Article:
To say that this movie deals with addiction in a way that is uncomfortable to watch, deal with, and even be in the same room with does not give it enough credit.
Shame is more than beautifully acted, it is silence and pain, it is discomfort and loneliness, and it is gorgeously shot and terribly distant all at once.
I loved and was discomfited by this movie. Later I heard people talking about the movie and how sexy Fassbender was in the movie, and I was a little uncomfortable with that idea. I’ve seen Fassbender in several roles over the years, and he is pretty well full on naked in this movie and does all kinds of sexual acts, but at no time did I think he was sexy.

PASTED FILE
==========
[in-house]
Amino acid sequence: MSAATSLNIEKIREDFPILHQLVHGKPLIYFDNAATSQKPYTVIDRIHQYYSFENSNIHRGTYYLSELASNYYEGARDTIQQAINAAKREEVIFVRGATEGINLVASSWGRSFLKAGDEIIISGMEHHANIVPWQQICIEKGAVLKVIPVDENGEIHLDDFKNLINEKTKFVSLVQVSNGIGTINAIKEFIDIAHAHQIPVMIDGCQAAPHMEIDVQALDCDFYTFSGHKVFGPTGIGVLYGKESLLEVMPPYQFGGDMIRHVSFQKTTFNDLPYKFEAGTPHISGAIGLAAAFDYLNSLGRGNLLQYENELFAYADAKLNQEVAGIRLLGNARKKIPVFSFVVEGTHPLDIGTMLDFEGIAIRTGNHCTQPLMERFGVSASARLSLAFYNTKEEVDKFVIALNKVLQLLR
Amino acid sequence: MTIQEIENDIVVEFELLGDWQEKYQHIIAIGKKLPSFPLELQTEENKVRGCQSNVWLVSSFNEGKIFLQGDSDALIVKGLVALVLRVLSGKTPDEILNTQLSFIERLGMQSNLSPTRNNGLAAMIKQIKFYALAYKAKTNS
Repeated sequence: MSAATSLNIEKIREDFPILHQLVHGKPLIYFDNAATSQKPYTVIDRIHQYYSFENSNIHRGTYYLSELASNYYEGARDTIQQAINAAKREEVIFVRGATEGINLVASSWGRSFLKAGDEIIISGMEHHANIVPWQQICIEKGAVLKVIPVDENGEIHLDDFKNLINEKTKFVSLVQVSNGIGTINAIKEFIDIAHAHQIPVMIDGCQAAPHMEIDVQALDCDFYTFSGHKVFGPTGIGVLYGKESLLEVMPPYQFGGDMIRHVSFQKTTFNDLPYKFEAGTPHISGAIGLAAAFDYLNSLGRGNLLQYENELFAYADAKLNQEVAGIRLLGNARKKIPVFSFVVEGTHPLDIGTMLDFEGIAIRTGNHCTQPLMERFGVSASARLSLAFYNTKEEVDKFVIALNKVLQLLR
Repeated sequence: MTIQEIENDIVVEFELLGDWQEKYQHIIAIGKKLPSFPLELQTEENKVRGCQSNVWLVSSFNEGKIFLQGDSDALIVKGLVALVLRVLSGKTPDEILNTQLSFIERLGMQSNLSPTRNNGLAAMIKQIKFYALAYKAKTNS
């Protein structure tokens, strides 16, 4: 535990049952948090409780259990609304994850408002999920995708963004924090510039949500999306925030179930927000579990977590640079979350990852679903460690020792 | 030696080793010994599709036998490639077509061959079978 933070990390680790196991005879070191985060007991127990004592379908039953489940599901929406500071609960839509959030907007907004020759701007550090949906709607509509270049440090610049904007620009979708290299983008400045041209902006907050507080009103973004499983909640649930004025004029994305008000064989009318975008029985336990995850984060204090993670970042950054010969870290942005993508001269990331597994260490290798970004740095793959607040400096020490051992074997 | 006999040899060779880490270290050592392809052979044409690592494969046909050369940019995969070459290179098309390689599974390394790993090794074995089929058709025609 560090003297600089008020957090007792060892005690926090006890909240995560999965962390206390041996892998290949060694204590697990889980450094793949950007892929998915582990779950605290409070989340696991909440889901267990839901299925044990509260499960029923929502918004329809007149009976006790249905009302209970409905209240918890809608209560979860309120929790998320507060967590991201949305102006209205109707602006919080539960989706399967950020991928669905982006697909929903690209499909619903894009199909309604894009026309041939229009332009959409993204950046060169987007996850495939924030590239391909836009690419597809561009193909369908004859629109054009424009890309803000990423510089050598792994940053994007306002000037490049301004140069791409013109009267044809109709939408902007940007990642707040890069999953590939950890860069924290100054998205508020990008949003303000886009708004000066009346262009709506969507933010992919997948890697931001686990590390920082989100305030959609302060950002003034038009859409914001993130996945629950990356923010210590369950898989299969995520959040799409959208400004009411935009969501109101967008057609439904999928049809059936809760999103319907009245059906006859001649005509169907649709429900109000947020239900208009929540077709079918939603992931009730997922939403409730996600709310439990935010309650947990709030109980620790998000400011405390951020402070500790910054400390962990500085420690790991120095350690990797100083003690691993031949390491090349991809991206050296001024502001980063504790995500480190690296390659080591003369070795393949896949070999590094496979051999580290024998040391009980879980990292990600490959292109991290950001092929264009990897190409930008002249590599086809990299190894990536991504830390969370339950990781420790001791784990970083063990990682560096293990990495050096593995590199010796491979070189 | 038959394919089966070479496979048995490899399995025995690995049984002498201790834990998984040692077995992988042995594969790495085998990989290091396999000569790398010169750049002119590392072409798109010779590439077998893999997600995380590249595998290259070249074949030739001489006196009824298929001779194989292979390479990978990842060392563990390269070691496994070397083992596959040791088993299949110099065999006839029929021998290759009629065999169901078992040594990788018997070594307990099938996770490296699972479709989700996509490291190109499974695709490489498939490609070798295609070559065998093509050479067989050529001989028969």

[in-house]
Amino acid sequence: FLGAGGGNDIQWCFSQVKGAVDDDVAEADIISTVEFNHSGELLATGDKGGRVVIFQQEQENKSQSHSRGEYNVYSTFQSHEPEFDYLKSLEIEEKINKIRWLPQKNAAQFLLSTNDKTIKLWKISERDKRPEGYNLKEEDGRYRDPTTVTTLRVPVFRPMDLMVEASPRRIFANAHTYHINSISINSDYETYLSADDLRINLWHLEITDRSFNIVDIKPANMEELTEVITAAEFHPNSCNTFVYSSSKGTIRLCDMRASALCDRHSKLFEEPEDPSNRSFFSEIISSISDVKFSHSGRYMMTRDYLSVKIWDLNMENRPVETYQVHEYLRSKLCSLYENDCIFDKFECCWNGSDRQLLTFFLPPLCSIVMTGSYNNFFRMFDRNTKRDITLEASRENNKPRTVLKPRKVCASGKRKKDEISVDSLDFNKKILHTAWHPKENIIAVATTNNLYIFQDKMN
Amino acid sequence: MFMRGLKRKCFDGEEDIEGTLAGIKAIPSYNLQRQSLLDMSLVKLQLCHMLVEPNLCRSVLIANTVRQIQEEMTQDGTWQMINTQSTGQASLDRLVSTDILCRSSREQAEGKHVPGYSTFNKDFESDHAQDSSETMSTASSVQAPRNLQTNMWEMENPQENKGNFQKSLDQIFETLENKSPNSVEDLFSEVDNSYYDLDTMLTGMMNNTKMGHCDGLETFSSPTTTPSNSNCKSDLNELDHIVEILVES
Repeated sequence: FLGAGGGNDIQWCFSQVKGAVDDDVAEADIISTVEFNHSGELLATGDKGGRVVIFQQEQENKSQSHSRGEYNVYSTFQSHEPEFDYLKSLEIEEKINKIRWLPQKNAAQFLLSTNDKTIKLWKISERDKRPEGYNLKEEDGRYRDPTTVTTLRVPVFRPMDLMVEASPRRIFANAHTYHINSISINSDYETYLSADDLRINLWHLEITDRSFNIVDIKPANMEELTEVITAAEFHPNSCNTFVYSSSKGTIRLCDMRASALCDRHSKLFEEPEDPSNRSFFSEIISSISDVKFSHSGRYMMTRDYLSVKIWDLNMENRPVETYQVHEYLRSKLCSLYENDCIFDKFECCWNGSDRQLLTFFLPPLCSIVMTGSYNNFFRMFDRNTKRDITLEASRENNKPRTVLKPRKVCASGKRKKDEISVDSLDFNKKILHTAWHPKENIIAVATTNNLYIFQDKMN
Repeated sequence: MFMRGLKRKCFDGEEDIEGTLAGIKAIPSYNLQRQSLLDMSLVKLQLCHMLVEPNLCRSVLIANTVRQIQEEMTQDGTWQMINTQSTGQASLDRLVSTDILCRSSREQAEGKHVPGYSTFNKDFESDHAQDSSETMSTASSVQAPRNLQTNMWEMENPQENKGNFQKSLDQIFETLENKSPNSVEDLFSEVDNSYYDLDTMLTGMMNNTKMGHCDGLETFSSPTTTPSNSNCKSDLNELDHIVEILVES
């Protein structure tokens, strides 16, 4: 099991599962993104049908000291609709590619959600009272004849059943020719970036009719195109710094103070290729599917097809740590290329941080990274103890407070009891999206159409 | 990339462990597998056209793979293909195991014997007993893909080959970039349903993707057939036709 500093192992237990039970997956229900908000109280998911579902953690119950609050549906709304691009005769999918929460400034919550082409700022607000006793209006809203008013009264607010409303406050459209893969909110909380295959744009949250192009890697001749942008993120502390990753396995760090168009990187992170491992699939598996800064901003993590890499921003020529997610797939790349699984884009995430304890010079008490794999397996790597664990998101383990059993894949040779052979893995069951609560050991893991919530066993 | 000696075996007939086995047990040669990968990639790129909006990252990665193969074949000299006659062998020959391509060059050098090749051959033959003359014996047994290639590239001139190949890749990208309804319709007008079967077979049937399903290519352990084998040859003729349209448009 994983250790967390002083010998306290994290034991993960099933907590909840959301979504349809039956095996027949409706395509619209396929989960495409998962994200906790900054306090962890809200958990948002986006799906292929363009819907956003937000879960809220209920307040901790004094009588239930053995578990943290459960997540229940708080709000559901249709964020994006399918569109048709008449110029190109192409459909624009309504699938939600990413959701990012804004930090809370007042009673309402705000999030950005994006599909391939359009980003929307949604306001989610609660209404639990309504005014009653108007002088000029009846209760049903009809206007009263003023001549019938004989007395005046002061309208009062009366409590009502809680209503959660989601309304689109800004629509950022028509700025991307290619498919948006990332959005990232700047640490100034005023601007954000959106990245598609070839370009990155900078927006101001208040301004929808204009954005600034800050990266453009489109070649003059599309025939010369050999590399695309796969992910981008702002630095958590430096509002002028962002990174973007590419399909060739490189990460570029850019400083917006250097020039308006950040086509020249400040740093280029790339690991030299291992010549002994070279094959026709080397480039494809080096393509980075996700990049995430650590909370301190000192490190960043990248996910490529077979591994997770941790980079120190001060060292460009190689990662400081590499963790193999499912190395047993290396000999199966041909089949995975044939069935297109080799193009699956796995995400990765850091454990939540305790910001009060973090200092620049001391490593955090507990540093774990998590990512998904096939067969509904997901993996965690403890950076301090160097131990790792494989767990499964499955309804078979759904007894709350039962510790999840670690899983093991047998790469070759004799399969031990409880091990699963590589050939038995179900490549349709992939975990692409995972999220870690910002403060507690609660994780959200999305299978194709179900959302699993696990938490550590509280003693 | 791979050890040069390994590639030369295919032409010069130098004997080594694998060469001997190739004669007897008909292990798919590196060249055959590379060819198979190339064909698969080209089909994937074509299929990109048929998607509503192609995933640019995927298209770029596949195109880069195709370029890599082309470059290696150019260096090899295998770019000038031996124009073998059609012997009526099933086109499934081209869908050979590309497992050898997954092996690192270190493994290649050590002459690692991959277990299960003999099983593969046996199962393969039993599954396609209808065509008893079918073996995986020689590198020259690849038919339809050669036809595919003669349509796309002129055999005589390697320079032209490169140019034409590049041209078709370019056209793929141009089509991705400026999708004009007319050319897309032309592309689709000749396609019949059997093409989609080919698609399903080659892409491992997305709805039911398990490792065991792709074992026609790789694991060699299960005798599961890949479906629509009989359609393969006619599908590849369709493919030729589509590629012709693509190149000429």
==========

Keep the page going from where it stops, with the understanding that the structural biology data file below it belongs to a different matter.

He and Mulligan just seem like such a mess. Two broken people with a shared history of horrible that can’t connect to the world around of them. They can’t connect outside; they can’t numb what is inside of them, and through the film they barely seem able to stand being around each other. The characters are impossibly fragile and in pain, but struggle to move forward.
What makes this movie work is not that anything is fixed or explained or mended by the end of the movie. Nobody makes a big decision to change or end their destructive ways, but they speak to each other, there is motion and the idea of connection – no matter how wispy.
The movie isn’t easy to watch, and it is painful, but it is so beautiful, I can’t imagine skipping because it is at times uncomfortable.